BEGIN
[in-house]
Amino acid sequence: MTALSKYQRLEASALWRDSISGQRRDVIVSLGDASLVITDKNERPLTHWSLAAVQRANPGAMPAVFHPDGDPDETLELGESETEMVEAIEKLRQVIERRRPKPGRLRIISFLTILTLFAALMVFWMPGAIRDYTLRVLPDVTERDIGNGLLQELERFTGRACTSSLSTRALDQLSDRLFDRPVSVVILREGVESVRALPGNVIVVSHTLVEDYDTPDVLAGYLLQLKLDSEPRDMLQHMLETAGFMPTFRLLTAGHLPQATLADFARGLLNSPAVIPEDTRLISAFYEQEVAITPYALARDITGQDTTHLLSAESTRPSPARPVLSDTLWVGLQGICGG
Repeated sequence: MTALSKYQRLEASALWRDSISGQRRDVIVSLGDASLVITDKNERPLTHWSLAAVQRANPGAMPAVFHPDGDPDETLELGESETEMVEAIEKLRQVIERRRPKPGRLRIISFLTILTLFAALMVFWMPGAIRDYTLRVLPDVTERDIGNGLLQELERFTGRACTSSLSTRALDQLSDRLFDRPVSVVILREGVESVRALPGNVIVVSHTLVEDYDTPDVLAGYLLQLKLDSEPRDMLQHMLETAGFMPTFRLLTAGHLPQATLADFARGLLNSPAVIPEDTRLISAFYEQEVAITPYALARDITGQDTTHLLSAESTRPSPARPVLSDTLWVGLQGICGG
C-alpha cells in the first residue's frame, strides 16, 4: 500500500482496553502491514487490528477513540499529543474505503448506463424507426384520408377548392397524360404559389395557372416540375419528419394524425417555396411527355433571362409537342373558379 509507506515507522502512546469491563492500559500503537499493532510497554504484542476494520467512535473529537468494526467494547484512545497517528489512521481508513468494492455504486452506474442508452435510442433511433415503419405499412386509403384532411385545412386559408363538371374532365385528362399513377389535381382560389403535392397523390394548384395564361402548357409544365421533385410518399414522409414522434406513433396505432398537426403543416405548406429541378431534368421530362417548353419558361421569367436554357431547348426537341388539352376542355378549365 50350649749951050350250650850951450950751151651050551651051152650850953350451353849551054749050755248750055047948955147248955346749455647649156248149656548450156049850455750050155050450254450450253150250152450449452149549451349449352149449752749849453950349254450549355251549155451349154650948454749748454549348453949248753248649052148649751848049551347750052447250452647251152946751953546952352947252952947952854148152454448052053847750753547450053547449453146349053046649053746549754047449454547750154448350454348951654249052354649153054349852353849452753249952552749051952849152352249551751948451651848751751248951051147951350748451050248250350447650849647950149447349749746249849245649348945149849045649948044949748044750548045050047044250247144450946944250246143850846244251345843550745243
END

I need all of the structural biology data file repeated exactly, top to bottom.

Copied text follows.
[in-house]
Amino acid sequence: MTALSKYQRLEASALWRDSISGQRRDVIVSLGDASLVITDKNERPLTHWSLAAVQRANPGAMPAVFHPDGDPDETLELGESETEMVEAIEKLRQVIERRRPKPGRLRIISFLTILTLFAALMVFWMPGAIRDYTLRVLPDVTERDIGNGLLQELERFTGRACTSSLSTRALDQLSDRLFDRPVSVVILREGVESVRALPGNVIVVSHTLVEDYDTPDVLAGYLLQLKLDSEPRDMLQHMLETAGFMPTFRLLTAGHLPQATLADFARGLLNSPAVIPEDTRLISAFYEQEVAITPYALARDITGQDTTHLLSAESTRPSPARPVLSDTLWVGLQGICGG
Repeated sequence: MTALSKYQRLEASALWRDSISGQRRDVIVSLGDASLVITDKNERPLTHWSLAAVQRANPGAMPAVFHPDGDPDETLELGESETEMVEAIEKLRQVIERRRPKPGRLRIISFLTILTLFAALMVFWMPGAIRDYTLRVLPDVTERDIGNGLLQELERFTGRACTSSLSTRALDQLSDRLFDRPVSVVILREGVESVRALPGNVIVVSHTLVEDYDTPDVLAGYLLQLKLDSEPRDMLQHMLETAGFMPTFRLLTAGHLPQATLADFARGLLNSPAVIPEDTRLISAFYEQEVAITPYALARDITGQDTTHLLSAESTRPSPARPVLSDTLWVGLQGICGG
C-alpha cells in the first residue's frame, strides 16, 4: 500500500482496553502491514487490528477513540499529543474505503448506463424507426384520408377548392397524360404559389395557372416540375419528419394524425417555396411527355433571362409537342373558379 509507506515507522502512546469491563492500559500503537499493532510497554504484542476494520467512535473529537468494526467494547484512545497517528489512521481508513468494492455504486452506474442508452435510442433511433415503419405499412386509403384532411385545412386559408363538371374532365385528362399513377389535381382560389403535392397523390394548384395564361402548357409544365421533385410518399414522409414522434406513433396505432398537426403543416405548406429541378431534368421530362417548353419558361421569367436554357431547348426537341388539352376542355378549365 50350649749951050350250650850951450950751151651050551651051152650850953350451353849551054749050755248750055047948955147248955346749455647649156248149656548450156049850455750050155050450254450450253150250152450449452149549451349449352149449752749849453950349254450549355251549155451349154650948454749748454549348453949248753248649052148649751848049551347750052447250452647251152946751953546952352947252952947952854148152454448052053847750753547450053547449453146349053046649053746549754047449454547750154448350454348951654249052354649153054349852353849452753249952552749051952849152352249551751948451651848751751248951051147951350748451050248250350447650849647950149447349749746249849245649348945149849045649948044949748044750548045050047044250247144450946944250246143850846244251345843550745243